that can leech into the ground if improperly disposed of.
Samsung, a preferred supplier of Apple, recently announced an initiative to promote
electronics recycling while raising funds to benefit San Francisco Bay Area public schools’ lunch
programs. Proceeds from the recycling program will be matched by Samsung to help feed
hungry children through the free and reduced-price lunch programs and expand meal options.29
Apple should join its partner in encouraging education about environmental issues while
promoting electronics recycling and benefiting local schools. In addition to the money for
improved lunch programs provided by Samsung, Apple can match contributions with computers
for Bay Area schools to help children learn and become better equipped for the technological
future. As the program grows more successful similar initiatives could be rolled out in other
cities in California, the home of Apple, and across the country, where children most need help.

25
CDG. “3Q 2009 Subscriber Statistics.” Retrieved 2009-12-12.
26
Paczkowski, John. “AT&T Ranked Last in Consumer Reports’ Best Cellphone Service Survey.” 2009-12-12.
27
Apple Inc. “Apple Recycling Program: Computer and Display Recycling.” Retrieved 2009-12-14.
28
Apple Inc. “Apple Recycling Program: iPod and Mobile Phone Recycling.” Retrieved 2009-12-14.
29
Business Wire. “Samsung Green Recycling Program Raises Funds for San Francisco Public Schools.” 2009-12-14.

Strategic Analysis – Apple Inc. Page 19 of 21


MGT 440, December 2009 Masi

This program will not only benefit the environment by reducing electronic waste and
promoting sustainable practices by educating the public about the importance of conservation,
but it will make a direct impact in the lives of young children, and benefit Apple in the future.
The publicity associated with the charitable program will foster goodwill and promote Apple’s
image of a socially responsible company. Further, introducing children to the firm’s products is
likely to have a positive effect on product sales in the future.

Recommendations
In summary, I recommend:
Dual-band GSM/CDMA iPhone worldwide: Offering a new model of the iPhone using an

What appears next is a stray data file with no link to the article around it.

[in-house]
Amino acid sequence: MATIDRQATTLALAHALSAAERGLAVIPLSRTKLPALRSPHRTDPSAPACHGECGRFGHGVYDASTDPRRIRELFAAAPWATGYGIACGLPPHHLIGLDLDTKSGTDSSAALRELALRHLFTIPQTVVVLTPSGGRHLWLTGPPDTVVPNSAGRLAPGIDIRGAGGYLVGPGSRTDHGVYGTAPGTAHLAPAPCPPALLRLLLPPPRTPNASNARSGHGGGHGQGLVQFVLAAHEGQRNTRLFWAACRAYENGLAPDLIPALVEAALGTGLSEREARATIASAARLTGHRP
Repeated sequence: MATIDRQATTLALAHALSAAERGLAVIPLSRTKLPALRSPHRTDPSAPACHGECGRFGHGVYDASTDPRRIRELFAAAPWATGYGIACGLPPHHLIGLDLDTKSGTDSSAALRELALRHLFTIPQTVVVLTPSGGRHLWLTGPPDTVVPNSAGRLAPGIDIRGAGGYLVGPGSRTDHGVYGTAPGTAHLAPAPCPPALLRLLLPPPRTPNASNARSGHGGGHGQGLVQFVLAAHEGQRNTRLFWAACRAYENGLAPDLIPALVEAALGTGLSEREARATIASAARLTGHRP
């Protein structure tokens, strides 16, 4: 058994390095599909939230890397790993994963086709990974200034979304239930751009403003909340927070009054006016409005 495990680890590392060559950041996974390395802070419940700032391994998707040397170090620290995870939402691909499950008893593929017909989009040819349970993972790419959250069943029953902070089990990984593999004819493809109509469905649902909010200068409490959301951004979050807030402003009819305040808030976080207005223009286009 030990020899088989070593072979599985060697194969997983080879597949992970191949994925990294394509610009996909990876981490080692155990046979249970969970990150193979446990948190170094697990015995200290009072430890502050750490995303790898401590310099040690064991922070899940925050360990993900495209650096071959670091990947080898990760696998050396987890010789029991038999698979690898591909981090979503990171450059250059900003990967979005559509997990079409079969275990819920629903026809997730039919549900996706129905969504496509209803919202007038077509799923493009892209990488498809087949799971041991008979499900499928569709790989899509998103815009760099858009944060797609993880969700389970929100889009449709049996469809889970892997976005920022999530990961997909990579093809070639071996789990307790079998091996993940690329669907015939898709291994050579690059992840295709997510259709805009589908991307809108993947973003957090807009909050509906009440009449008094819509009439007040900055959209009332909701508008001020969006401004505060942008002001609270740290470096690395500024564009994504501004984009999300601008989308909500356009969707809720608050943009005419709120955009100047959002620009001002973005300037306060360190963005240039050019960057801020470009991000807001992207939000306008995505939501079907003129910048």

innovative dual-band chip will make it compatible with all cell networks worldwide and
dramatically increase the potential user base.
Collaborative recycling benefit with Samsung: Join and enhances Samsung’s charitable
efforts to promote electronics recycling while benefiting children in public schools.

Strategic Analysis – Apple Inc. Page 20 of 21


MGT 440, December 2009 Masi

STRATEGIC ANALYSIS

6. Recommendations and Conclusion


The Ultimate Convergence Device
Given the external environment and sociocultural and technological trends and Apple’s
unique strengths including the firm’s resources and capabilities, including unmatched industrial
design teams, talented device engineers, patents and innovation dealing with user interface
and usability a logical next step for Apple is to develop a market defining convergence device,
likely a tablet.
The firm should leverage its close OEM partnerships and internal knack for design and
usability to develop an innovative device that fits into Apple’s unique system of seamlessly
integrated devices and applications to bridge the gap between consumers’ personal computers
and their mobile phones.
Apple’s internal engineers will use what the firm has learned from its iPhone, iPod, and
Mac lines to develop an intuitively usable device packed with useful functions leveraging
Apple’s iTunes Store content including the ecosystem of third-party applications developers to
unleash the full potential of the platform. The award winning design team can leverage its
talent to create the next must-have product regarded for its design simplicity and elegance
making it not only a functional device, but a fashion statement. Finally, Apple’s close work with
its preferred OEM partners will make the tablet a reality, focusing on build quality and